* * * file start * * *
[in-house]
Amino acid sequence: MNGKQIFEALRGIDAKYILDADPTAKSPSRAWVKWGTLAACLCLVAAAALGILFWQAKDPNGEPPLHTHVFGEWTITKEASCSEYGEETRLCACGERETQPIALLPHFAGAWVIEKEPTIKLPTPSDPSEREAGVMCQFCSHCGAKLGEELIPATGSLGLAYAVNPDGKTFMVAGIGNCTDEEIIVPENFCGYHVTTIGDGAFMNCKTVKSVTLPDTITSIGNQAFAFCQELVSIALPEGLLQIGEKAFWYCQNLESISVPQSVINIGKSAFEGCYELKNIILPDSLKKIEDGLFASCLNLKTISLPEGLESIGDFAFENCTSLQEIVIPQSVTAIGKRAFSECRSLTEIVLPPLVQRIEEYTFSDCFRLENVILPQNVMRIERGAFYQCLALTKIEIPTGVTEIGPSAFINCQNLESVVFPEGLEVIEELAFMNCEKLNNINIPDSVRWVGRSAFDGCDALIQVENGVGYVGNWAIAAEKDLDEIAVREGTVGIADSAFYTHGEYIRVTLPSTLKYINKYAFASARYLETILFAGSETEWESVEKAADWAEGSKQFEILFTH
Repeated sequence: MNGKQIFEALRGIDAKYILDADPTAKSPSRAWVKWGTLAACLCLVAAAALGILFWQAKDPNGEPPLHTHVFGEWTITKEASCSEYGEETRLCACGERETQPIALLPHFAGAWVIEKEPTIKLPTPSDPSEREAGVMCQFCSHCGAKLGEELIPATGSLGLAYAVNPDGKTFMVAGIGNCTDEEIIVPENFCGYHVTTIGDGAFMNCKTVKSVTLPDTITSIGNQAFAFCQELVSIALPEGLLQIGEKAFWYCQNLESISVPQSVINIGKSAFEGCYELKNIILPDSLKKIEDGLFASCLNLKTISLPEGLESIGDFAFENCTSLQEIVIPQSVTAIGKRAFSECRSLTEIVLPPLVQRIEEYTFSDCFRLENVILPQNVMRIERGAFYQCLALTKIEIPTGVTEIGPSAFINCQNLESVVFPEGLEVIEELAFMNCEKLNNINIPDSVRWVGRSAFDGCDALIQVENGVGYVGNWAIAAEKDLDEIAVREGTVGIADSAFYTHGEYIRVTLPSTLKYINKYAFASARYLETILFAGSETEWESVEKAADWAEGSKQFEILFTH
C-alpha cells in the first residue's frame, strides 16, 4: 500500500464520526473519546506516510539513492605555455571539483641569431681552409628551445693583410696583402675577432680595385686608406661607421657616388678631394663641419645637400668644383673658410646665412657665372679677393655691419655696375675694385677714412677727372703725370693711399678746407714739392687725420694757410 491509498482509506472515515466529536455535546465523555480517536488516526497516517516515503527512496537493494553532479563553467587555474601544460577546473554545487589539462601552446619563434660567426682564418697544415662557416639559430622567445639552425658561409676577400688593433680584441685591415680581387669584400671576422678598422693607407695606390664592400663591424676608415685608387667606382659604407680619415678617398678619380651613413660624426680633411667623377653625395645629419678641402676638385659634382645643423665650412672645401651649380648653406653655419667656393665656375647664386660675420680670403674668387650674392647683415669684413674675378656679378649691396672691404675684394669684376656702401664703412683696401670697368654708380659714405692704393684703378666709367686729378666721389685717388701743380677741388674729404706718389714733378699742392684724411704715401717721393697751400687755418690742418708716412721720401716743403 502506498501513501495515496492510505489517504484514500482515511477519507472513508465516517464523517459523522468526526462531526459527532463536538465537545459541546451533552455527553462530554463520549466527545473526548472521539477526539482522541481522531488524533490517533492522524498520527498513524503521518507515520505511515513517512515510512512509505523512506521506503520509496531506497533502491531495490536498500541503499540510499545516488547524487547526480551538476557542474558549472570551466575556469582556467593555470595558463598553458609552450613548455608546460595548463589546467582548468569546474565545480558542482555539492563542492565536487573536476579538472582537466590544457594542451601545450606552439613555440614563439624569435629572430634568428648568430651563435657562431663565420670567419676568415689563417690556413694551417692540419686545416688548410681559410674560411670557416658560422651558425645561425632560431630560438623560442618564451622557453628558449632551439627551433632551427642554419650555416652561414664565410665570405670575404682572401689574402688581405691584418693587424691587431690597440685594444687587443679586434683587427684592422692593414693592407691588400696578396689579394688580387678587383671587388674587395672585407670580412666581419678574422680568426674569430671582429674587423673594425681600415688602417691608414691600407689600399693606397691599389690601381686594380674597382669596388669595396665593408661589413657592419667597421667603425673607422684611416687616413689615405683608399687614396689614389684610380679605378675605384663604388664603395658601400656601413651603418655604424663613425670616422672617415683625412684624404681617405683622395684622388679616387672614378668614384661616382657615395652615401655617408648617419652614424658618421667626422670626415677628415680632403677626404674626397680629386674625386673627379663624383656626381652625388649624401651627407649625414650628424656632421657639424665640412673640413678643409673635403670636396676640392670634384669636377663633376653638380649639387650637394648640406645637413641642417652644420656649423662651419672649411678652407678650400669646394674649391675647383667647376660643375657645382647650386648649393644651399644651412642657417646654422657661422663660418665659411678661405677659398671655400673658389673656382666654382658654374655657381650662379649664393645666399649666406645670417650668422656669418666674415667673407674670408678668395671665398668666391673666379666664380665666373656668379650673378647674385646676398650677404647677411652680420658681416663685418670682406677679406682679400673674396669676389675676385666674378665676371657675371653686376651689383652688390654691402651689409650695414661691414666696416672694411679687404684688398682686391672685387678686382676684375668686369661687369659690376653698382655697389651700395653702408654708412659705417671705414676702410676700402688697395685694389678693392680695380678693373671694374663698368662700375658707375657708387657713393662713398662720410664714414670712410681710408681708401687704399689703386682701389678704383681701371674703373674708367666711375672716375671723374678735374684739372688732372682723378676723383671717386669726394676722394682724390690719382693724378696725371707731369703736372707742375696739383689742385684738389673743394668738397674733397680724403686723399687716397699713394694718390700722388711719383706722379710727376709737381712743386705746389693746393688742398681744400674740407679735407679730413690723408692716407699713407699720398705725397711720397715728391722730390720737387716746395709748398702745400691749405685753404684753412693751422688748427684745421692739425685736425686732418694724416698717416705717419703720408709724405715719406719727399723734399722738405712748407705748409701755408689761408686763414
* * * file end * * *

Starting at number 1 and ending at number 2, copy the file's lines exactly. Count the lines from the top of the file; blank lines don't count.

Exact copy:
[in-house]
Amino acid sequence: MNGKQIFEALRGIDAKYILDADPTAKSPSRAWVKWGTLAACLCLVAAAALGILFWQAKDPNGEPPLHTHVFGEWTITKEASCSEYGEETRLCACGERETQPIALLPHFAGAWVIEKEPTIKLPTPSDPSEREAGVMCQFCSHCGAKLGEELIPATGSLGLAYAVNPDGKTFMVAGIGNCTDEEIIVPENFCGYHVTTIGDGAFMNCKTVKSVTLPDTITSIGNQAFAFCQELVSIALPEGLLQIGEKAFWYCQNLESISVPQSVINIGKSAFEGCYELKNIILPDSLKKIEDGLFASCLNLKTISLPEGLESIGDFAFENCTSLQEIVIPQSVTAIGKRAFSECRSLTEIVLPPLVQRIEEYTFSDCFRLENVILPQNVMRIERGAFYQCLALTKIEIPTGVTEIGPSAFINCQNLESVVFPEGLEVIEELAFMNCEKLNNINIPDSVRWVGRSAFDGCDALIQVENGVGYVGNWAIAAEKDLDEIAVREGTVGIADSAFYTHGEYIRVTLPSTLKYINKYAFASARYLETILFAGSETEWESVEKAADWAEGSKQFEILFTH